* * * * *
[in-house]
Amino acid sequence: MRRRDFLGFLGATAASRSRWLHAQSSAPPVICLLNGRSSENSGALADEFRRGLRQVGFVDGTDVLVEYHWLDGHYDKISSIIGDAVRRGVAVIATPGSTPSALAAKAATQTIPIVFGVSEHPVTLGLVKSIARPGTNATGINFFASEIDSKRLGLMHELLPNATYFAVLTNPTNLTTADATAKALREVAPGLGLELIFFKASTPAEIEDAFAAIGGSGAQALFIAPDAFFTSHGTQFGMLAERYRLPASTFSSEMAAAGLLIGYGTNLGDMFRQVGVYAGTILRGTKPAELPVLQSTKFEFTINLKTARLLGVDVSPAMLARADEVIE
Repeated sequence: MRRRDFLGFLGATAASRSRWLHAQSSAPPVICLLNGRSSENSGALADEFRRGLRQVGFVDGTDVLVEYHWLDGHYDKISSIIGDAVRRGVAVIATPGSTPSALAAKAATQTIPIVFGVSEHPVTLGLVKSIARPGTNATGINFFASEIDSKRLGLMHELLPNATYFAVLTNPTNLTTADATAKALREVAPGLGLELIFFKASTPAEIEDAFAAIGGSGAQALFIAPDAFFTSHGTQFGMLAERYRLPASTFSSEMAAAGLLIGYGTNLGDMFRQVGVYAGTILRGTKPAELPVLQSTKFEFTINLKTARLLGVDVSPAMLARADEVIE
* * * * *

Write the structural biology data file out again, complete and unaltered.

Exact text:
[in-house]
Amino acid sequence: MRRRDFLGFLGATAASRSRWLHAQSSAPPVICLLNGRSSENSGALADEFRRGLRQVGFVDGTDVLVEYHWLDGHYDKISSIIGDAVRRGVAVIATPGSTPSALAAKAATQTIPIVFGVSEHPVTLGLVKSIARPGTNATGINFFASEIDSKRLGLMHELLPNATYFAVLTNPTNLTTADATAKALREVAPGLGLELIFFKASTPAEIEDAFAAIGGSGAQALFIAPDAFFTSHGTQFGMLAERYRLPASTFSSEMAAAGLLIGYGTNLGDMFRQVGVYAGTILRGTKPAELPVLQSTKFEFTINLKTARLLGVDVSPAMLARADEVIE
Repeated sequence: MRRRDFLGFLGATAASRSRWLHAQSSAPPVICLLNGRSSENSGALADEFRRGLRQVGFVDGTDVLVEYHWLDGHYDKISSIIGDAVRRGVAVIATPGSTPSALAAKAATQTIPIVFGVSEHPVTLGLVKSIARPGTNATGINFFASEIDSKRLGLMHELLPNATYFAVLTNPTNLTTADATAKALREVAPGLGLELIFFKASTPAEIEDAFAAIGGSGAQALFIAPDAFFTSHGTQFGMLAERYRLPASTFSSEMAAAGLLIGYGTNLGDMFRQVGVYAGTILRGTKPAELPVLQSTKFEFTINLKTARLLGVDVSPAMLARADEVIE